Reportedly the pandemic is taking its toll on aerospace manufacturing, as Boeing Co (BA.N) announced it would halt production of most widebody jets and Airbus SE restarted only partial output after a four-day shutdown as suppliers cut jobs. With airlines unable to fly because of a collapse of demand over fears of contagion, reinforced by air travel restrictions, planemakers and their suppliers are under pressure to save cash to ride out a squeeze on liquidity.
Moody’s cut its outlook for the aerospace and defence industry to negative from stable and warned that even when markets recover, the damaged balance sheets of most airlines would hurt demand for new aircraft. Global passenger capacity fell by 35% last week, the worst since the start of the crisis, according to data from airline schedules firm OAG, which said deeper cuts were likely in the coming weeks.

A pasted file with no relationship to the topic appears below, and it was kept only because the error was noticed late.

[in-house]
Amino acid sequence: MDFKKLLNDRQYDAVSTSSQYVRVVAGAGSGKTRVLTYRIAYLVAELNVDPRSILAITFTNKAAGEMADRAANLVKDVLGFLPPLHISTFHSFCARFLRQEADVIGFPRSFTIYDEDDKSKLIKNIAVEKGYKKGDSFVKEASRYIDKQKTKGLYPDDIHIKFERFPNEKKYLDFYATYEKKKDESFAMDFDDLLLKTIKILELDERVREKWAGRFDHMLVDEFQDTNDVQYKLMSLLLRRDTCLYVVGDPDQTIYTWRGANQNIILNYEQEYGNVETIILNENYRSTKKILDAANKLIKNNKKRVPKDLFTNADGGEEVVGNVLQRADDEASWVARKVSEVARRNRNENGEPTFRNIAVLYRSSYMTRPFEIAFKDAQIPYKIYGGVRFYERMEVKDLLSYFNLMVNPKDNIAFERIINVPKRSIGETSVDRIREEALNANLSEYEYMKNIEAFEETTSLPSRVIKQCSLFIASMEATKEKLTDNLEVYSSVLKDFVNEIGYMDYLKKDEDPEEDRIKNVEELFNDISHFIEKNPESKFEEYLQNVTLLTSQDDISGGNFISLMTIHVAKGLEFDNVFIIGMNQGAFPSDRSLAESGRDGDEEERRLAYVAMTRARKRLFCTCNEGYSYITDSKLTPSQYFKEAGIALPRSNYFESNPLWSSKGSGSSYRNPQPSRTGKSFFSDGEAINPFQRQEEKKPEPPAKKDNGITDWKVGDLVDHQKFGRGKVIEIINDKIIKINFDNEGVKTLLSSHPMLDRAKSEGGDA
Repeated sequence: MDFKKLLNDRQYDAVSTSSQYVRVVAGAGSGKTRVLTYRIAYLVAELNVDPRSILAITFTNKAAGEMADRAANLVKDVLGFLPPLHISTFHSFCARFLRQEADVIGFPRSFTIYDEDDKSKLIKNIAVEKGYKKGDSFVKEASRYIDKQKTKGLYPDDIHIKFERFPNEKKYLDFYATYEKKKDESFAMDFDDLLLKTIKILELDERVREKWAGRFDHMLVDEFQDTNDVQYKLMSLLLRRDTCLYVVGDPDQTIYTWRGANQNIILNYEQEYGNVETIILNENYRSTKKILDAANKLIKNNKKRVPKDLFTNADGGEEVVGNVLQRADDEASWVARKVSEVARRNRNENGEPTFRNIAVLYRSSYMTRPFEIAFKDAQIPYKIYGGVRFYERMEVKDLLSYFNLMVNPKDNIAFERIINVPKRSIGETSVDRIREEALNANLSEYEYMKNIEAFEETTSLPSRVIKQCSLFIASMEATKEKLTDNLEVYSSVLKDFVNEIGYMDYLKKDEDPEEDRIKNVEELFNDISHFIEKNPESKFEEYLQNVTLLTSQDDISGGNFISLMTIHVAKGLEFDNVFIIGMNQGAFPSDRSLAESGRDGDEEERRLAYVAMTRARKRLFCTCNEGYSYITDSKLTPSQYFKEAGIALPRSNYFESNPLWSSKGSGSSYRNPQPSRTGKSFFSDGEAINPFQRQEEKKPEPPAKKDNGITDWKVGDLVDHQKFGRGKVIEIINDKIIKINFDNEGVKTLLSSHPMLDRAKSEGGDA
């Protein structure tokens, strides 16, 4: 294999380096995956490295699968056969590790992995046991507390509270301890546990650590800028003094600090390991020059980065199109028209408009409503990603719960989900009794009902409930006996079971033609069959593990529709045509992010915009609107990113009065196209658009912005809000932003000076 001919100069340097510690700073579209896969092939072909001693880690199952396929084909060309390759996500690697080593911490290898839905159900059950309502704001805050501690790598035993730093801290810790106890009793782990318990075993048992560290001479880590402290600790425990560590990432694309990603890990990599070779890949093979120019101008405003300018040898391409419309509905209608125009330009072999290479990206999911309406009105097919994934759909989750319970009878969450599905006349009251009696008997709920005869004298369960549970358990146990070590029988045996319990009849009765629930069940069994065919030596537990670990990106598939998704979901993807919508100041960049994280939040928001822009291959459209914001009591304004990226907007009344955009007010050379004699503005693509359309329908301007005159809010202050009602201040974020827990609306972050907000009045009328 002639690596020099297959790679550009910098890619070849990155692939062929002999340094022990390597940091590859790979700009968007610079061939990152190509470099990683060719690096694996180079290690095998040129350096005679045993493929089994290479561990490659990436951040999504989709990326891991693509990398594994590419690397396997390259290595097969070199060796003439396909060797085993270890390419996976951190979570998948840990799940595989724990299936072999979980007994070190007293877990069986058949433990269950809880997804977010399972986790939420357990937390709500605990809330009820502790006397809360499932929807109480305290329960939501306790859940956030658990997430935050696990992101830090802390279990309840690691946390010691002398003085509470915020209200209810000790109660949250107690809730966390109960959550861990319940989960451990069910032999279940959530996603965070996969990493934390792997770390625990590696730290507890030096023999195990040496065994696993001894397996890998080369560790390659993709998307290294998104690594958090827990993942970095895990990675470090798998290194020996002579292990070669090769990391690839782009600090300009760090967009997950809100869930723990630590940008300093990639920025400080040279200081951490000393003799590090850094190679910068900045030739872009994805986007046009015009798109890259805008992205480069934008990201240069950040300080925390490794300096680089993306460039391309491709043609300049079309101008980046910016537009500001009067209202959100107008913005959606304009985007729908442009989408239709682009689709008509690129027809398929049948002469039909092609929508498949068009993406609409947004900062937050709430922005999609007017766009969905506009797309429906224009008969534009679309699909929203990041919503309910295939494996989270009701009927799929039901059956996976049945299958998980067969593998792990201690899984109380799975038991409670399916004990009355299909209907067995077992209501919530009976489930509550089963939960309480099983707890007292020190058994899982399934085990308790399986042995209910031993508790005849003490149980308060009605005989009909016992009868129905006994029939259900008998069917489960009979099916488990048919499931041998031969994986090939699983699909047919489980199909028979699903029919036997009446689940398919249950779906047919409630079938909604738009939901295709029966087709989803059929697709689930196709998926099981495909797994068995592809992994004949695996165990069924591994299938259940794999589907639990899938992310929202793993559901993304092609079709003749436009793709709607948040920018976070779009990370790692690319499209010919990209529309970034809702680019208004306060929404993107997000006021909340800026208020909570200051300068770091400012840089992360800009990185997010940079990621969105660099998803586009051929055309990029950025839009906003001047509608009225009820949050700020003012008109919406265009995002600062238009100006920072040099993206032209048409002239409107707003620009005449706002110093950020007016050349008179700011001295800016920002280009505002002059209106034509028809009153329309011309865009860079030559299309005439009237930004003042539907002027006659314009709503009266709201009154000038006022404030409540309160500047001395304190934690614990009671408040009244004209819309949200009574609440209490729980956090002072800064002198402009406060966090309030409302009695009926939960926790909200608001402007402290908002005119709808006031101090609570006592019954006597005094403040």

Boeing faces the shutdown of key assembly lines for the second time in a year after being forced to halt production of its grounded 737 MAX aircraft in January. Production of long-haul jets like the 787 and 777 in Washington state will pause for 14 days starting wednesday, forcing the world’s largest industrial building, the giant Boeing wide-body plant at Everett north of Seattle, to fall silent for the first time in recent memory.